Locker Room Leadership

I've learned many things from great coaches about leadership. The first and place becoming a winner starts...Winning is about more than the score. 

Coaches who win are leaders, and leaders don't measure winning by the scoreboard. They measure winning by the positive effect they have on people's lives. Don't misunderstand what I'm saying, anytime they keep score, it's important to play to win. Playing each game, day or event in life to win, making the effort, exhausting oneself in the pursuit of a worthwhile cause, is what exposes the opportunities to learn, grow and become the person who can win the bigger battle of developing into a lifelong winner.

Leaders, coaches and mentors view the score as a lifelong process, a marathon not a sprint. Don't ask them what today's outcome was...Ask them in 10 years how the people they led are doing, judge them by how they have influenced the people they led. Vince Lombardi, yes the one the trophy is named after, once said, "The most difficult thing I do is getting them ready to play each week". Winning in sports, business and life is more about who you are than your strategy or tactics...People make things happen and leaders help people become those who make the best things happen.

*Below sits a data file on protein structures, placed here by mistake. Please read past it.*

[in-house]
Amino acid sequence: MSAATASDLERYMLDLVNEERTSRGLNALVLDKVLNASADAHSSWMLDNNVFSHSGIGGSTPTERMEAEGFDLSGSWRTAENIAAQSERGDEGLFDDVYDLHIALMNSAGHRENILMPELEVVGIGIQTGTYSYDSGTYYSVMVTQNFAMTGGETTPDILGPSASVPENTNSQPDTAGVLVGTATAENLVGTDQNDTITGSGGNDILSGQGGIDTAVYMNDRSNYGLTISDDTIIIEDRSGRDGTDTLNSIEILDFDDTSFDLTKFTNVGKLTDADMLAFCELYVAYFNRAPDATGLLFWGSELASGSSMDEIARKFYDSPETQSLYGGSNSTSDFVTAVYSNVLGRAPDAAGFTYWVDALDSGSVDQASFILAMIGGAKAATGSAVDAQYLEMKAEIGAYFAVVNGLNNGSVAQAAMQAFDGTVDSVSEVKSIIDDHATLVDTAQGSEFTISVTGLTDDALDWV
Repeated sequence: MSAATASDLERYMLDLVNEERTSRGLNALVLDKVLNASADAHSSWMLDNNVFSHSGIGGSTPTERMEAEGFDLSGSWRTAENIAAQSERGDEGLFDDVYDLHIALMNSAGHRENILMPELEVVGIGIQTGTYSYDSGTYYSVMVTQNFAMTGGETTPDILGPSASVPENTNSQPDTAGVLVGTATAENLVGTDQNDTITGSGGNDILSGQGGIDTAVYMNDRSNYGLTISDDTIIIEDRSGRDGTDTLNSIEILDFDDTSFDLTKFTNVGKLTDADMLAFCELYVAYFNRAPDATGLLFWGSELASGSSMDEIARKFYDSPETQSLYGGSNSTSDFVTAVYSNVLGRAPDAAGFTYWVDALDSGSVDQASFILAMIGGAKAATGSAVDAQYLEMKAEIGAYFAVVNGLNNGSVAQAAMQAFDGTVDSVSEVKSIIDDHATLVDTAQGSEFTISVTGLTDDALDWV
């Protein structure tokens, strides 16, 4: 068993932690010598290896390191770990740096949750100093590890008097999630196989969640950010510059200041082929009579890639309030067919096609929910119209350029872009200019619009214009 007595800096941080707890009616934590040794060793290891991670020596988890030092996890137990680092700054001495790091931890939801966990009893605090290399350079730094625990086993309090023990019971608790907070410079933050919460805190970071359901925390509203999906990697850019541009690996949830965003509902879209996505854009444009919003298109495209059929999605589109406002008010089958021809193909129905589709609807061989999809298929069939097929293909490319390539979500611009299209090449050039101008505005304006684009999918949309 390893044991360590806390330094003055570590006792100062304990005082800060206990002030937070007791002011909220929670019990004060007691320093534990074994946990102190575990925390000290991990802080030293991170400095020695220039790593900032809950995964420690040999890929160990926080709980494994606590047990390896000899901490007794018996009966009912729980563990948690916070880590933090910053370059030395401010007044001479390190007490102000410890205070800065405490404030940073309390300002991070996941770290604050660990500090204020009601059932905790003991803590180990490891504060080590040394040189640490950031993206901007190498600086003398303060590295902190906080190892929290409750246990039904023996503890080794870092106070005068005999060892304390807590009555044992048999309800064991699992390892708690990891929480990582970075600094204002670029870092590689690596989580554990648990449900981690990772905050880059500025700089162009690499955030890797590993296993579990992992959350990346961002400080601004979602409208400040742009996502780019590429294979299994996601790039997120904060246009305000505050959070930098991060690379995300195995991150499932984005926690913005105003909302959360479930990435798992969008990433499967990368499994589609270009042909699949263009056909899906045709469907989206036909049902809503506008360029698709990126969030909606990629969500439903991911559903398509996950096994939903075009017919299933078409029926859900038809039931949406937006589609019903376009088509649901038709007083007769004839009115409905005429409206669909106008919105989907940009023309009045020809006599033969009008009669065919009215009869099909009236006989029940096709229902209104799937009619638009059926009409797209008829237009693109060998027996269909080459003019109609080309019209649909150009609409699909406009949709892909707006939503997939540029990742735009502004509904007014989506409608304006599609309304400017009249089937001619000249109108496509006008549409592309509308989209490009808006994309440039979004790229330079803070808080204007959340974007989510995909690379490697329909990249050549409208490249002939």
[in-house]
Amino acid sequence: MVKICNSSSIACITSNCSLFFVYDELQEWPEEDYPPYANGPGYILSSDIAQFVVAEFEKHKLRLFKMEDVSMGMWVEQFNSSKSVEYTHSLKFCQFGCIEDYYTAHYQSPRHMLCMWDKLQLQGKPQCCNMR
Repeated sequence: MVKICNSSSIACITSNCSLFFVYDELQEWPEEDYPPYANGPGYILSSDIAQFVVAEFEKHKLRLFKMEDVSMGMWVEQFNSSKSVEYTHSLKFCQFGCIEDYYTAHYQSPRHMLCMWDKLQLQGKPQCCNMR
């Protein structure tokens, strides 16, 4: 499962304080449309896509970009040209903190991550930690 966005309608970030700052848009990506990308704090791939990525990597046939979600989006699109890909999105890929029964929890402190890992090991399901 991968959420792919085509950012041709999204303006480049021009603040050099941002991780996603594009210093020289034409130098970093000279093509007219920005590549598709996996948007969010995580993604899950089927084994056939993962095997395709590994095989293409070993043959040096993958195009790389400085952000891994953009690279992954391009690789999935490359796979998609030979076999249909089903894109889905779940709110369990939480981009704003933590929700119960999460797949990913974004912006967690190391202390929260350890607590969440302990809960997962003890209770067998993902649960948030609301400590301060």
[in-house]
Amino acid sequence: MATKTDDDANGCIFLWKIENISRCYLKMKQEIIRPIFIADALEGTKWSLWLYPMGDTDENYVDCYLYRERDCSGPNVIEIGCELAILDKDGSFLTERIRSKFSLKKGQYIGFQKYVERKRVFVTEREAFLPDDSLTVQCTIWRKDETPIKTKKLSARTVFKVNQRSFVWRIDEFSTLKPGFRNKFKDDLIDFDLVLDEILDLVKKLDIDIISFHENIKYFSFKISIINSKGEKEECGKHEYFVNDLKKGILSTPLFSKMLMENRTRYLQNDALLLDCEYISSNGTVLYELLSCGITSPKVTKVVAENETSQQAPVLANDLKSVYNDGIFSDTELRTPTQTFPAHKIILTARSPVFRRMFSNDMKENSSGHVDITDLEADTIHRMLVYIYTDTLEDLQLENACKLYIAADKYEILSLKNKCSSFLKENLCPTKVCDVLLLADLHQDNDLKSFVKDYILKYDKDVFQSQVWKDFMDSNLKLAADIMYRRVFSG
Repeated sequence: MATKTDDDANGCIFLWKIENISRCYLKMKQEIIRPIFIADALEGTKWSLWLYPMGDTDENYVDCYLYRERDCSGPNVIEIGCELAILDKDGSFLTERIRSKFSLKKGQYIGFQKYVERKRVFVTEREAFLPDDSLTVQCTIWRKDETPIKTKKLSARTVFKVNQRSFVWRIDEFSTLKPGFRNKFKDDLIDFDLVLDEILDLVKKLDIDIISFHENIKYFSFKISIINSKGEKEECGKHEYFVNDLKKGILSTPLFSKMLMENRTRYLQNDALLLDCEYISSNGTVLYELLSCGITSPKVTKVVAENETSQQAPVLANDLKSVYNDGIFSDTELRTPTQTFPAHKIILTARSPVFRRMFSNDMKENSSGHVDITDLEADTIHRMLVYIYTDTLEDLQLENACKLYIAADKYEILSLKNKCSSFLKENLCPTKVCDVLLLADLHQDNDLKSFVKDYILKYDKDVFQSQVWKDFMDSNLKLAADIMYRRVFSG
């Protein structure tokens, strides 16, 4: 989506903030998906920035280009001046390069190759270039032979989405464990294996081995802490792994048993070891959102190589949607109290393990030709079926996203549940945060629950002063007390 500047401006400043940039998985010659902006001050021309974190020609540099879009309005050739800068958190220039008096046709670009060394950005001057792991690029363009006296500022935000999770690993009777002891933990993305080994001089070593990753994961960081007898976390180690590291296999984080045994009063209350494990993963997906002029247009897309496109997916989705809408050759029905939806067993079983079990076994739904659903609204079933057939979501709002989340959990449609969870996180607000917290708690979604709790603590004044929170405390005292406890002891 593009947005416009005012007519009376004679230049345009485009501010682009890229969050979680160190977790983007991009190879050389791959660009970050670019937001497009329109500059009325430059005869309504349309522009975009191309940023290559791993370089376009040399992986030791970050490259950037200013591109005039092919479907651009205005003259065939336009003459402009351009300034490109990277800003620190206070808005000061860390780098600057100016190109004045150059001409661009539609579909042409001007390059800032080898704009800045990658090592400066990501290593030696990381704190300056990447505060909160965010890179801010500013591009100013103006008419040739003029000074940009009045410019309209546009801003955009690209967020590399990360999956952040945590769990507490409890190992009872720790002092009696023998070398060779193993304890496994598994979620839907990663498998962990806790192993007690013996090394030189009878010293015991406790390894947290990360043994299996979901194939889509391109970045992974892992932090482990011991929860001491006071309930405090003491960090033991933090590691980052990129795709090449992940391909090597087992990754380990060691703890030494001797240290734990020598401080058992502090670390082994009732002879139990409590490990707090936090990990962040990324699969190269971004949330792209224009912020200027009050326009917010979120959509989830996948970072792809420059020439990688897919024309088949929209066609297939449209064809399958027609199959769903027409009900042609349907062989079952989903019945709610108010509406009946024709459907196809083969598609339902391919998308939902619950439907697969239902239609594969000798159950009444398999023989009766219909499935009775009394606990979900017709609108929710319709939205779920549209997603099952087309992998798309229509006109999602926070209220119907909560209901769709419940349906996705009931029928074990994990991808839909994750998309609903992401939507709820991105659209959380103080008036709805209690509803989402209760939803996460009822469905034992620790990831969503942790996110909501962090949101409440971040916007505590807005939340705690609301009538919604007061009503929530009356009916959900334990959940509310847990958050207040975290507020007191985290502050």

My father was a football coach, teacher and leader.  He raised me, taught me and prepared me to become a coach and teacher. In the processes he taught me leadership. I grew up in his coaching office watching game film, on the practice field and in the locker room. I spent time with him learning to game plan and plan practices to prepare athletes to execute these plans. I watched him prepare his players to perform and was on the sidelines and heard the in-game coaching,  halftime adjustments and post game speeches. These were always to get them ready to perform again.